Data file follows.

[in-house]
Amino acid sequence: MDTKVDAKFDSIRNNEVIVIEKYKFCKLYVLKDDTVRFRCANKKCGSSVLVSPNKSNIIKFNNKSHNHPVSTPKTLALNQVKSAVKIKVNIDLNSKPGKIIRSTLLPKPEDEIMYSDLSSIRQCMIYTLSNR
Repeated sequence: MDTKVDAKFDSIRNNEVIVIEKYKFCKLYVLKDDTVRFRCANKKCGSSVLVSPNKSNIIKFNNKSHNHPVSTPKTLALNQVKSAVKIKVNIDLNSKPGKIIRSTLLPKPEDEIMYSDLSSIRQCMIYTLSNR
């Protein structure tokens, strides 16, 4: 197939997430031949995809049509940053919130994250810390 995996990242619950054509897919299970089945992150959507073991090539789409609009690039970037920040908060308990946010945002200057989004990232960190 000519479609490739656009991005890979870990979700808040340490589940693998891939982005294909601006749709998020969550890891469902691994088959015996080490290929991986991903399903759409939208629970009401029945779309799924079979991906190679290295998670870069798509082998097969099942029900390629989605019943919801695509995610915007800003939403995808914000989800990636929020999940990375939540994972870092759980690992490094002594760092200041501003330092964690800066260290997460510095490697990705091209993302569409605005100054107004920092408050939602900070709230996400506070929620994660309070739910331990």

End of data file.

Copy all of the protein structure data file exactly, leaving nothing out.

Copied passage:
[in-house]
Amino acid sequence: MDTKVDAKFDSIRNNEVIVIEKYKFCKLYVLKDDTVRFRCANKKCGSSVLVSPNKSNIIKFNNKSHNHPVSTPKTLALNQVKSAVKIKVNIDLNSKPGKIIRSTLLPKPEDEIMYSDLSSIRQCMIYTLSNR
Repeated sequence: MDTKVDAKFDSIRNNEVIVIEKYKFCKLYVLKDDTVRFRCANKKCGSSVLVSPNKSNIIKFNNKSHNHPVSTPKTLALNQVKSAVKIKVNIDLNSKPGKIIRSTLLPKPEDEIMYSDLSSIRQCMIYTLSNR
């Protein structure tokens, strides 16, 4: 197939997430031949995809049509940053919130994250810390 995996990242619950054509897919299970089945992150959507073991090539789409609009690039970037920040908060308990946010945002200057989004990232960190 000519479609490739656009991005890979870990979700808040340490589940693998891939982005294909601006749709998020969550890891469902691994088959015996080490290929991986991903399903759409939208629970009401029945779309799924079979991906190679290295998670870069798509082998097969099942029900390629989605019943919801695509995610915007800003939403995808914000989800990636929020999940990375939540994972870092759980690992490094002594760092200041501003330092964690800066260290997460510095490697990705091209993302569409605005100054107004920092408050939602900070709230996400506070929620994660309070739910331990």